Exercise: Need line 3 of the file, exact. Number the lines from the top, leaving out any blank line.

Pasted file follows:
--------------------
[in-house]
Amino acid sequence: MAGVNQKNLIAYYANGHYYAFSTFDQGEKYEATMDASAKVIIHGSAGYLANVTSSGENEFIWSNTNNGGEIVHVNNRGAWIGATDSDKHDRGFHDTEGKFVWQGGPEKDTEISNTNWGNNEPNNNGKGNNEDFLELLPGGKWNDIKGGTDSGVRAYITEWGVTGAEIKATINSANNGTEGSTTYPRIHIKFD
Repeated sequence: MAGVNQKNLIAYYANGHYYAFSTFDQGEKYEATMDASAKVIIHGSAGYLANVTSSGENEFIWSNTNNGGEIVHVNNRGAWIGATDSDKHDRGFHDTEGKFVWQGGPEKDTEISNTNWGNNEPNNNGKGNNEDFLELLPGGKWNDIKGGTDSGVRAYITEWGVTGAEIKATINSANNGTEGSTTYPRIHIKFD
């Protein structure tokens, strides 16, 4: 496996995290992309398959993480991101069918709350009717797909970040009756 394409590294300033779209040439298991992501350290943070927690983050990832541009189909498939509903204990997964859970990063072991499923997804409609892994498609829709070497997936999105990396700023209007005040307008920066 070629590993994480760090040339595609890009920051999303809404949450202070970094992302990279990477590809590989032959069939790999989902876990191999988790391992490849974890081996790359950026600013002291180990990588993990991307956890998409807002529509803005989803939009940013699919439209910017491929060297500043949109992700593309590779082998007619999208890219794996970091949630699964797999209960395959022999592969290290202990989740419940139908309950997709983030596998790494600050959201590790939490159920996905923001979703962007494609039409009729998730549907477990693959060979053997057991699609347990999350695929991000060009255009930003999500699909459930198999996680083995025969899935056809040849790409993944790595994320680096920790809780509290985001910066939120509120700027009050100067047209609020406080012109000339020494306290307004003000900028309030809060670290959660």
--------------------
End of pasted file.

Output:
Repeated sequence: MAGVNQKNLIAYYANGHYYAFSTFDQGEKYEATMDASAKVIIHGSAGYLANVTSSGENEFIWSNTNNGGEIVHVNNRGAWIGATDSDKHDRGFHDTEGKFVWQGGPEKDTEISNTNWGNNEPNNNGKGNNEDFLELLPGGKWNDIKGGTDSGVRAYITEWGVTGAEIKATINSANNGTEGSTTYPRIHIKFD